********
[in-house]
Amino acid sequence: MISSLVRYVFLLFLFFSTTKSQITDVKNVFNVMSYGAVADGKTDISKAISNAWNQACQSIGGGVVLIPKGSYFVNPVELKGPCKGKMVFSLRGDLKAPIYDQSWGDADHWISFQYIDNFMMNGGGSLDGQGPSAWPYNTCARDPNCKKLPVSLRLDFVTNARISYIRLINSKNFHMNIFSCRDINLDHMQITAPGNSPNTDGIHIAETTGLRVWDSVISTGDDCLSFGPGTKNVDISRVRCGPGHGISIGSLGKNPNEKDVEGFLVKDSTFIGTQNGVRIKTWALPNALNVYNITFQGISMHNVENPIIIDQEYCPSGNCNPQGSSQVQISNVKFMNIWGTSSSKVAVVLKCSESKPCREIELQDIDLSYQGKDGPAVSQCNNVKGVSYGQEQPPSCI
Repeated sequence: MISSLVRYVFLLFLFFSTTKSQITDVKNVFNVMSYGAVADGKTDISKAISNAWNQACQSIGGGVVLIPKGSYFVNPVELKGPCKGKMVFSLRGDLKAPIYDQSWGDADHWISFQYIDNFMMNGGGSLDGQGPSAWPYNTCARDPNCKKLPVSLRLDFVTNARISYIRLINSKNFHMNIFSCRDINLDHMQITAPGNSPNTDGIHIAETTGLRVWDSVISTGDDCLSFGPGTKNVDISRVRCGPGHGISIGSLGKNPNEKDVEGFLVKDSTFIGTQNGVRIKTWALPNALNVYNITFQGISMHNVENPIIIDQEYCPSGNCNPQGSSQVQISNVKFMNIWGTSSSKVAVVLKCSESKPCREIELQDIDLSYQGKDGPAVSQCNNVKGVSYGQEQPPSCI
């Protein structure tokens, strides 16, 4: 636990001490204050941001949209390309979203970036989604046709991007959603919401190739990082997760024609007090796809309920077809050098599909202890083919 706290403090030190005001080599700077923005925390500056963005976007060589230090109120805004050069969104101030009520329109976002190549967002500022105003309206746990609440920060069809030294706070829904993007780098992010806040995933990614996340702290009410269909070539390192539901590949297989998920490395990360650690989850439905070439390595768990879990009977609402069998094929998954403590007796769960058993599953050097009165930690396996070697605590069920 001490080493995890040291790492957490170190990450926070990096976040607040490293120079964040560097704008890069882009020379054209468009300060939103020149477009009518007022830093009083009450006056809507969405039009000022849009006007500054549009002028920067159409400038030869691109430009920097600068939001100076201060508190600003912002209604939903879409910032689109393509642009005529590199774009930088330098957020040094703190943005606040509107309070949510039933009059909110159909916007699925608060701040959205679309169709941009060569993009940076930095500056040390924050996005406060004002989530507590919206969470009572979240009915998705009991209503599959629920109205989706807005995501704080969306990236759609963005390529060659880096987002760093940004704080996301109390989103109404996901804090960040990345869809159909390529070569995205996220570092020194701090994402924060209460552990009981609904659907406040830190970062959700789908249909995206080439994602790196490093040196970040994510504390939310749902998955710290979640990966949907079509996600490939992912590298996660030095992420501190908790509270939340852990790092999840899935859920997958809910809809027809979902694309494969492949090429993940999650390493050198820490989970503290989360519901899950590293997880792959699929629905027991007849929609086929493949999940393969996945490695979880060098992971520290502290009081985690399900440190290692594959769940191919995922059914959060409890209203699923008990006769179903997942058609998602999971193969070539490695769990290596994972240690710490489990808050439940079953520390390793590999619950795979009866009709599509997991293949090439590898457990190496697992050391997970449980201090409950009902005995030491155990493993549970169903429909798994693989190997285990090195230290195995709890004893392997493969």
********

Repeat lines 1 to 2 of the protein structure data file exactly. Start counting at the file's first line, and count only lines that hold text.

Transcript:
[in-house]
Amino acid sequence: MISSLVRYVFLLFLFFSTTKSQITDVKNVFNVMSYGAVADGKTDISKAISNAWNQACQSIGGGVVLIPKGSYFVNPVELKGPCKGKMVFSLRGDLKAPIYDQSWGDADHWISFQYIDNFMMNGGGSLDGQGPSAWPYNTCARDPNCKKLPVSLRLDFVTNARISYIRLINSKNFHMNIFSCRDINLDHMQITAPGNSPNTDGIHIAETTGLRVWDSVISTGDDCLSFGPGTKNVDISRVRCGPGHGISIGSLGKNPNEKDVEGFLVKDSTFIGTQNGVRIKTWALPNALNVYNITFQGISMHNVENPIIIDQEYCPSGNCNPQGSSQVQISNVKFMNIWGTSSSKVAVVLKCSESKPCREIELQDIDLSYQGKDGPAVSQCNNVKGVSYGQEQPPSCI